More trouble from Mr. Inada. Mr. Felix Gonzalez, formerly Bulletin reporter, presented his resignation. Said he couldn’t stand Inada’s arrogance. Inada shouted at Gonzalez for not knowing mess hall regulations. Gonzalez answered him in an equally strong way. Inada remained silent.

Some people were expecting American planes to drop one-ton bouquets.

Told the boys in the office: If any Japanese in this office hits you, hit them back. If they bring you to Fort Santiago, I’ll go with you…

Conching’s birthday. The family had lauriat.


December 8, 1941

After breakfast, I read the Daily Bulletin, the only newspaper published on Mondays. The Bulletin carried no news of special interest. At seven in the morning, Señor Alberto Guevara called me up. He had just heard over the radio that Hawaii’s Pearl Harbor had been attacked by Japanese planes. That was the first news of the war.

One of the Fathers came up with an “extra” of the Daily Bulletin. But the “extra” added very little to the scanty information we had. It was reported that Japan had declared war on the United States moments before Ambassador Kurusu delivered to Secretary Hull the answer to the demands of Roosevelt. Hull replied that those were the greatest bunch of lies the world had ever heard.

We are beginning to realize that we are engulfed in the whirlpool of war. There is excitement, there are telephone calls, sirens, plans, scamperings, panic-buying of food, clothes and other provisions. Speculations and projections run big. Everybody is playing prophet. Would they attack? No, they would not dare. If they do, it would be by air from Formosa, Hainan, in aircraft carriers. Landing places would be Lingayen and Batangas, but they are fortified. By sea, it is impossible to pass through Corregidor. Evacuate the capital: to Laguna, Rizal, Bulacan, Bicolandia, Visayas. Manila will be mercilessly destroyed. Wait for developments.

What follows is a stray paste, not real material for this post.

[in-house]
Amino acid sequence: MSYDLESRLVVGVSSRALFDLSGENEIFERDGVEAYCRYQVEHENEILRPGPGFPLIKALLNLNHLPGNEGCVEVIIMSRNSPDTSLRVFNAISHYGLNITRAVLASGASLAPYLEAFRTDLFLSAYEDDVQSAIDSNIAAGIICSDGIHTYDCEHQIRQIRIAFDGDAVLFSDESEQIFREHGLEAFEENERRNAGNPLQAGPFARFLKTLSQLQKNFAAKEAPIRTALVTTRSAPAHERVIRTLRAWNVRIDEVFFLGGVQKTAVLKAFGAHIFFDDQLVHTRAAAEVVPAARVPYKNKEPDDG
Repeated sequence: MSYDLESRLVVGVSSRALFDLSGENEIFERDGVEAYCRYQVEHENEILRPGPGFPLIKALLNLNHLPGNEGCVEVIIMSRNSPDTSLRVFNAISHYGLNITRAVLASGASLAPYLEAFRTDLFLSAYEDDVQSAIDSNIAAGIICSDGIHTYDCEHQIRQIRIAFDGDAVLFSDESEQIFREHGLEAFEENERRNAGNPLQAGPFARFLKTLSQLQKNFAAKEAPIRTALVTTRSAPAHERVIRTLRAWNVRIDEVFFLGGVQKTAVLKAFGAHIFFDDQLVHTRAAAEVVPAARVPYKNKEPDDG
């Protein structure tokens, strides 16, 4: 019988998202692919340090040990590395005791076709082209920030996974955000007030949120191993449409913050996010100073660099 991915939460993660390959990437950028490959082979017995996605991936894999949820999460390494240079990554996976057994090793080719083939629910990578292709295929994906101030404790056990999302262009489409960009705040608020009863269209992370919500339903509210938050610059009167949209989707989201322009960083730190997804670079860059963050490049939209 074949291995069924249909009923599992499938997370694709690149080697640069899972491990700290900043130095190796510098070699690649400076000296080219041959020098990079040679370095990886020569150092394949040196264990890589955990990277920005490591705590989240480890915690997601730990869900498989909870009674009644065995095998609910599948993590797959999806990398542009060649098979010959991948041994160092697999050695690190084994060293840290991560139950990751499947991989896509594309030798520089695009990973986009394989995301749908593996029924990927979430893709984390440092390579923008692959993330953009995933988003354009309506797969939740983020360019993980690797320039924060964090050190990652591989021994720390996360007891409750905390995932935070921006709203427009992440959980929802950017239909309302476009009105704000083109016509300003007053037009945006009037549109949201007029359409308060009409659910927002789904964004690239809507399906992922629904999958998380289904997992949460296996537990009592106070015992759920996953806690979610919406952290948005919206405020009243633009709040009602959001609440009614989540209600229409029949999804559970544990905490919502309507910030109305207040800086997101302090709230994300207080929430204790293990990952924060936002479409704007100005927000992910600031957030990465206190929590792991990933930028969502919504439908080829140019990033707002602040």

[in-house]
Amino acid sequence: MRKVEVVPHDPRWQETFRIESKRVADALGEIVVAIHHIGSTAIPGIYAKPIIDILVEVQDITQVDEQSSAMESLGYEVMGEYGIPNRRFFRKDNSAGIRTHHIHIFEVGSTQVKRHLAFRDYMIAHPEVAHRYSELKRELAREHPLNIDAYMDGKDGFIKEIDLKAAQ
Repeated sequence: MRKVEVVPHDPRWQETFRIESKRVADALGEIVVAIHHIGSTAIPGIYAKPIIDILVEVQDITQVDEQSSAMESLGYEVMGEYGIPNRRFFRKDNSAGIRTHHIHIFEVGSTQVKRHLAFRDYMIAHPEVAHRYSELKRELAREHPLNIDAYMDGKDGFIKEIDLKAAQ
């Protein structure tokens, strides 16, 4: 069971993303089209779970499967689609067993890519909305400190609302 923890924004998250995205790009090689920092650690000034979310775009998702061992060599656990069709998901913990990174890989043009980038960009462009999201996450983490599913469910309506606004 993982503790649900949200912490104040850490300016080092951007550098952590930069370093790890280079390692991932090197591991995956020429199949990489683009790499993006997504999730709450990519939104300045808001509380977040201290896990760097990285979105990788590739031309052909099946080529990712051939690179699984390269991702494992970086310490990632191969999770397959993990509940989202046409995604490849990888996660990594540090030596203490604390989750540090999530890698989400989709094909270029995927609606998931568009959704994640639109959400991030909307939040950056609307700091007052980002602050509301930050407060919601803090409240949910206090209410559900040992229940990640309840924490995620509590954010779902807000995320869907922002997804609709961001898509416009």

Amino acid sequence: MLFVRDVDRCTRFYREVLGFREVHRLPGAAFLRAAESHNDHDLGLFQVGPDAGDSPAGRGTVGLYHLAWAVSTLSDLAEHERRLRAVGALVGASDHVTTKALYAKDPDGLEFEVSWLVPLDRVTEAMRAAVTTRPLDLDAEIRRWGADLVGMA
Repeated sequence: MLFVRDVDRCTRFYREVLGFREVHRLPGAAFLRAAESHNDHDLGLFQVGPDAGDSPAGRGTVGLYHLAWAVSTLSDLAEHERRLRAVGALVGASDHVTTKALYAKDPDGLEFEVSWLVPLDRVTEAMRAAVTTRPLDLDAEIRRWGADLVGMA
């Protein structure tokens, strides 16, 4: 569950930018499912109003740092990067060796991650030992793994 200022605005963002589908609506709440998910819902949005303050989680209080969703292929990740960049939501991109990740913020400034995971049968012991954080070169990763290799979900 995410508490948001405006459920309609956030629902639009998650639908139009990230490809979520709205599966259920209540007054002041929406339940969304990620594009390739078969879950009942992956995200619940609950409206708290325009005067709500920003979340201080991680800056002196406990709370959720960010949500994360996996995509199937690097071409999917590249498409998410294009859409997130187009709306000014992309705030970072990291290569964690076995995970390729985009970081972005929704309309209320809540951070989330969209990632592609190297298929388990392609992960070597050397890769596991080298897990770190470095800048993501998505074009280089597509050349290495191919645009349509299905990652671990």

Thus it was on the day of the Immaculate Conception.

By midmorning, the Director of Private Schools announced that all classes are suspended until further notice.

But when will this further notice come?

I attended the Provincial Council to discuss emergency and urgent matter. The Father Provincial had just arrived by car all the way from Aparri, as the boat he was supposed to take was late. It was providential though. The boat was later bombed and sunk by Japanese planes.

The other Fathers who felt more secure in the provinces or with friendly families have been allowed to receive money from and live with them. It was feared that the government would order the evacuation of some districts, Intramuros among them. The suburbs are considered safer.

As Chairman of the National Basketball Committee, I presided over the meeting scheduled for today. The members of the Committee unanimously decided to suspend the national championship games which were to start the day after tomorrow. The teams from Cebu and Iloilo arrived yesterday; they were sent back home. There could be bombings during the games and we wanted to avoid a possible catastrophe.

 

Came night time. There was complete black-out. We slept in our rooms on the fourth floor. Two Fathers volunteered to keep watch for the night and to give warning in case of an air raid. It was necessary though, as the siren was situated at the Post Office, about 200 meters away.

We were awakened before midnight by its shrill, doleful sound as if it were announcing gloom which the nocturnal planes would sow. The vestibule and the receiving room were converted into shelters. One hour in the shelters and back to bed.

At three o’clock there was another signal. We scampered down in total darkness, feeling the wall with our hands, taking care that we and the boarders would not slip.

The planes could not be seen. We only saw a small red star like a wandering ruby among the others which were gilded and immobile in the sky.

Then an airborne fleet, like buzzing bumble bees made known its presence. The searchlights ripped the thick mantle of darkness that enveloped us. A frantic volley of shots deafened us. The CEA fired their pistols, the cadets and recruits fired their guns. Artillery and antiaircraft guns thundered, dominating this infernal macabre orchestra with their barking.

The planes continued their majestic flight at a comfortable altitude that permitted them to enjoy the sight of the dogs which below were barking at them with fury.

There were sounds of bomb explosions. We calculated where they fell. Each one of us suddenly became an expert in localizing these deep rumblings. We were hearing them for the first time in our lives, but we indicated the places being bombed with the accuracy of veteran warriors.

And so ended the first day of war, with a greater noise and din than New Year’s eve. Beautiful was the perspective the god Mars showed us!


September 21, 1936